Titles of Nobility FAQ

Republic of Aquitaine Titles are Ancestral Designations that continue today in numerous countries.
The terms were originally used for the higher class of society.  

The Title Warrant is signed by the Senior Noble Man to the Republic of Aquitaine, Duke Norman I,
certifying your Nobility. 
Any queries to the Republic of Aquitaine website on your Noble Title
will be substantiated by the Ministry of Immigration and Naturalization.

Your Title shall be worded on all Documentation, for example,
"Winston Ervin" shall be designated, "Baron Winston Ervin", there is numerous
adaptabilities to this format, contact us for different formatting.

As with all distinguished designations bestowed by the Republic of Aquitaine,
if a person identifies with the historic definition and measures applied to that designation,
which is a necessity, but basically desires the empowerment and devotion
that coincides with a honorable designation, they can request one.

Here are some of the historic details of the titles listed below.


A duke usually is in charge of vast areas of land called a duchy.
The duchy earns an income through farming, real estate rentals and other businesses.
If the duke won a seat in The House of Lords, Parliament,
he would also do political work there.

A duchess would be in charge of running the estate,
working with town councils, working with charities.
If she is a duchess in her own right, and has won a seat
in The House of Lords, she would also be involved in politics.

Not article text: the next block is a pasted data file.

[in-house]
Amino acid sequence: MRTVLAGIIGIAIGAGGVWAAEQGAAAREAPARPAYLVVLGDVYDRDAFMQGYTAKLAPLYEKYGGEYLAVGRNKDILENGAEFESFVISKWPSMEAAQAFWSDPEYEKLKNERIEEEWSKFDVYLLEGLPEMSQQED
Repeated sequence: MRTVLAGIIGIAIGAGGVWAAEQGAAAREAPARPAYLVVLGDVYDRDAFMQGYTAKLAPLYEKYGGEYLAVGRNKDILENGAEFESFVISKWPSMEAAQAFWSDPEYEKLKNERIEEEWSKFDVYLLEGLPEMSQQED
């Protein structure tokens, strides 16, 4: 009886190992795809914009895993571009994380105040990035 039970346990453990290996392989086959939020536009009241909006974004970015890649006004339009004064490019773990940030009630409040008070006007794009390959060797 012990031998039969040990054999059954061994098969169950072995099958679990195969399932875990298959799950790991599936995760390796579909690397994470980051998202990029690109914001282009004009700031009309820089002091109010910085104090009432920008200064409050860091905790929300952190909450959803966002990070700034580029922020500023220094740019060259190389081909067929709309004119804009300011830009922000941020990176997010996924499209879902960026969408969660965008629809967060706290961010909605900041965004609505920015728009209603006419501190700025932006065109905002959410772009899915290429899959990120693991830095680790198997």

A marquis is a nobleman of hereditary rank in various European monarchies
and some of their colonies. The term originally denoted a count holding a march,
or mark (frontier district). They were originally counts who were granted extra powers
because they guarded border areas. This gave them precedence over other counts (in England, earls).

A woman with the rank of a Marquess, or the wife of a Marquess, is a Marchioness


A count or countess is a nobleman (woman). The word count from Latin—meaning
"companion", and later "companion of the emperor" or "delegate of the emperor".
The British equivalent is an earl. In the late Roman Empire, the Latin title
comes meaning (imperial) 'companion' denoted the high rank of various courtiers
and provincial officials, either military or administrative.

A Count was generally in charge of a county or territory.

A woman with the rank of a Count, or the wife of a Count, is a Countess


His responsibilities were first to his king and next to the people on
his estates. The king required the people of their courts to perform certain duties
as well as serve in the military. If they showed their loyalty to the king through these duties
they could gain more titles, lands, and good marriages for their children/family members.
If they didn't they could loose everything in a stroke of a pen. The nobility also had
the duty to make sure the people on their estates were protected and that the crops
were produced because a percentage went to the king and the church.
They also sat as judge in cases of dispute or crimes and handed down sentences.

A woman with the rank of a Baron, or the wife of a Baron, is a Baroness


The knight was one of three types of fighting men during the middle ages:
Knights, Foot Soldiers, and Archers. Knights believed in the code of chivalry.
They promised to defend the weak, be courteous to all women, be loyal to their king,
and serve God at all times. Knights were expected to be humble before others,
especially their superiors. Knighthood was eventually merged into the nobility as a lower noble title.


Please contact us to inquire on the availability of these titles.


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